This is the best overview of Foucault's work to date. A principal architect of poststructuralism, Michel Foucault reshaped the varied disciplines of history, philosophy, literary theory, and social science. David Shumway has provided, for the nonspecialist, a systematic analysis of the works of Foucault that is both thorough and accessible. Shumway connects Foucault's various conceptual and linguistic techniques to the basic critical strategies and purpose of his philosophy.
Through a series of multidisciplinary readings, Environmental Ethics: The Big Questions contextualizes environmental ethics within the history of Western intellectual tradition and traces the development of theory since the 1970s. Includes an extended introduction that provides an historical and thematic introduction to the field of environmental ethics Features a selection of brief original essays on why to study environmental ethics by leaders in the field Contextualizes environmental ethics within the history of the Western intellectual tradition by exploring anthropocentric (human–centered) and (...) nonanthropocentric precedents Offers an interdisciplinary approach to the field by featuring seminal work from eminent philosophers, biologists, ecologists, historians, economists, sociologists, anthropologists, nature writers, business writers, and others Designed to be used with a web–site which contains a continuously updated archive of case studies: http://environmentalethics.info/. (shrink)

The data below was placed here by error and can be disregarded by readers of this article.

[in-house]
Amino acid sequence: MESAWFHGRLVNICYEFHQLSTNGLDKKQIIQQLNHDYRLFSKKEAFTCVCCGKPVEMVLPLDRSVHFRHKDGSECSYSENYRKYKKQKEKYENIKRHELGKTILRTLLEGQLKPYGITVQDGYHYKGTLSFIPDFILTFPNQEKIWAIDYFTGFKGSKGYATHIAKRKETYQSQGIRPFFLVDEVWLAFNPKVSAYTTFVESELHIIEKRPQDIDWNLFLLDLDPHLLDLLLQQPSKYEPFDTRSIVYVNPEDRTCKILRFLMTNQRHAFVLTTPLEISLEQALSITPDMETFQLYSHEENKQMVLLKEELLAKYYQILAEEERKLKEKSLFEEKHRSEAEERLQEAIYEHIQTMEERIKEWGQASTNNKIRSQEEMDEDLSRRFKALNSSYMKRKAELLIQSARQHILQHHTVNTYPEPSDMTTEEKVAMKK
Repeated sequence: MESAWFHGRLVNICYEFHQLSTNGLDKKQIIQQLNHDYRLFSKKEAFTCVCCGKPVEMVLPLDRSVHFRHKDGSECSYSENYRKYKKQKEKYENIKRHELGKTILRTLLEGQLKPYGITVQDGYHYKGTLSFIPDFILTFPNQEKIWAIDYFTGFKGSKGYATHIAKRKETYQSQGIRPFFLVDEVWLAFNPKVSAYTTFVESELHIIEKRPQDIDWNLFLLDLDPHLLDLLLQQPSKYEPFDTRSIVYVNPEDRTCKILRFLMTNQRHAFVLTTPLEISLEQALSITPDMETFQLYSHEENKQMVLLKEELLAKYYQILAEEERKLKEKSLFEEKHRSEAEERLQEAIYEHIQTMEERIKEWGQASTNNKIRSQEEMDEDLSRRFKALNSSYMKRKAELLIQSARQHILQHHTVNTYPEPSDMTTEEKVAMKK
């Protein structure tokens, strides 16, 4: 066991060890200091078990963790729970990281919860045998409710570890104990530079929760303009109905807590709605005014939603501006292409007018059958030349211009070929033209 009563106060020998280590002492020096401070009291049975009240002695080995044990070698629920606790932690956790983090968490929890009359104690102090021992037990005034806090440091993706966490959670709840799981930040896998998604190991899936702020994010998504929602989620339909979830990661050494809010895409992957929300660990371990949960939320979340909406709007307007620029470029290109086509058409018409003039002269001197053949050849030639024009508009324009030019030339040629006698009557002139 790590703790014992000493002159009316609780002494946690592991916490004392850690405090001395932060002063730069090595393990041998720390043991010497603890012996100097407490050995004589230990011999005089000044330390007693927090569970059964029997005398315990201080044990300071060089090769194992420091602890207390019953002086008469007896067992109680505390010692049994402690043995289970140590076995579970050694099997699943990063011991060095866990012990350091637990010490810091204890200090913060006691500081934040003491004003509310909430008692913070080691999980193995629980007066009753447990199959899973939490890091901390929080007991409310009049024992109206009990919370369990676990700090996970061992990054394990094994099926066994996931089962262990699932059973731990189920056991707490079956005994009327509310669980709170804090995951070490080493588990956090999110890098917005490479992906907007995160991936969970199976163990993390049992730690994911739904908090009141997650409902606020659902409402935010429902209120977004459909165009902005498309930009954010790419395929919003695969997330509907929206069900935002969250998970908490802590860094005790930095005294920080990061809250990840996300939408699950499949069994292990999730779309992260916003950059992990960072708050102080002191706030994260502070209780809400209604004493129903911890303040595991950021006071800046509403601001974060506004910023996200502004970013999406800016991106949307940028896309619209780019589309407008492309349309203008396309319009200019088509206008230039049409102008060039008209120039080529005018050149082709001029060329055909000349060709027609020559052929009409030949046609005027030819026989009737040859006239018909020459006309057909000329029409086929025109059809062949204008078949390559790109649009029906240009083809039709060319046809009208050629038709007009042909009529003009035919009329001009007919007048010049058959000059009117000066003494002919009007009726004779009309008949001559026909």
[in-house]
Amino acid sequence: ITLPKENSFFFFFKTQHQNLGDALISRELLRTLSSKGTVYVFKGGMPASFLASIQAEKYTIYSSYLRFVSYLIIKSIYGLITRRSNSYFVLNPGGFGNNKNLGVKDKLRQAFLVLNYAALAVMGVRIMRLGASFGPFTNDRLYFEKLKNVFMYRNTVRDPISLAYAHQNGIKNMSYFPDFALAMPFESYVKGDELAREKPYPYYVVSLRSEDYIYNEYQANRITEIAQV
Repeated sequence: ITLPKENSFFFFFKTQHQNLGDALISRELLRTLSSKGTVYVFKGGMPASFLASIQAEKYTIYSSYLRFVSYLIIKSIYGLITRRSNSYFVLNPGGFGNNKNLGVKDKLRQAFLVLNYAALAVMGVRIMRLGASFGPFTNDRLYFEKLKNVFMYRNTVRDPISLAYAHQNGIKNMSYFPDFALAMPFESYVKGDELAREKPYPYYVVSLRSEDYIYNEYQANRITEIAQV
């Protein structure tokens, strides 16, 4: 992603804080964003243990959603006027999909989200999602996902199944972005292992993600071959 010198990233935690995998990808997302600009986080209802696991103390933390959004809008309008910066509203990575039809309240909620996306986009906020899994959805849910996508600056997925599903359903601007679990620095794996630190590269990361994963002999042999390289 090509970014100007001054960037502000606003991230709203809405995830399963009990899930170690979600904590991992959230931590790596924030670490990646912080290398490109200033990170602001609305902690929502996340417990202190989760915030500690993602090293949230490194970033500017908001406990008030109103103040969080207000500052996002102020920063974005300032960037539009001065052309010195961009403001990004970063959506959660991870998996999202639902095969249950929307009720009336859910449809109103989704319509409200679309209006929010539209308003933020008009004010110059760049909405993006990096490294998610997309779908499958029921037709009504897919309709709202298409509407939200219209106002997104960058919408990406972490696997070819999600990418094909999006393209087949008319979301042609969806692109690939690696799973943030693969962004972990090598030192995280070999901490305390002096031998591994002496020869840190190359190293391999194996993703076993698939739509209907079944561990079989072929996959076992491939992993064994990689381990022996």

Significant associations have been found between specific human leukocyte antigen (HLA) alleles and organ transplant rejection, autoimmune disease development, and the response to infection. Traditional searches for disease associations have conventionally measured risk associated with the presence of individual HLA alleles. However, given the high level of HLA polymorphism, the pattern of amino acid variability, and the fact that most of the HLA variation occurs at functionally important sites, it may be that a combination of variable amino acid sites shared (...) by several alleles (shared epitopes) are better descriptors of the actual causative genetic variants. Here we describe a novel approach to genetic association analysis in which genes/proteins are broken down into smaller sequence features and then variant types defined for each feature, allowing for independent analysis of disease association with each sequence feature variant type. We have used this approach to analyze a cohort of systemic sclerosis patients and show that a sequence feature composed of specific amino acid residues in peptide binding pockets 4 and 7 of HLA-DRB1 explains much of the molecular determinant of risk for systemic sclerosis. (shrink)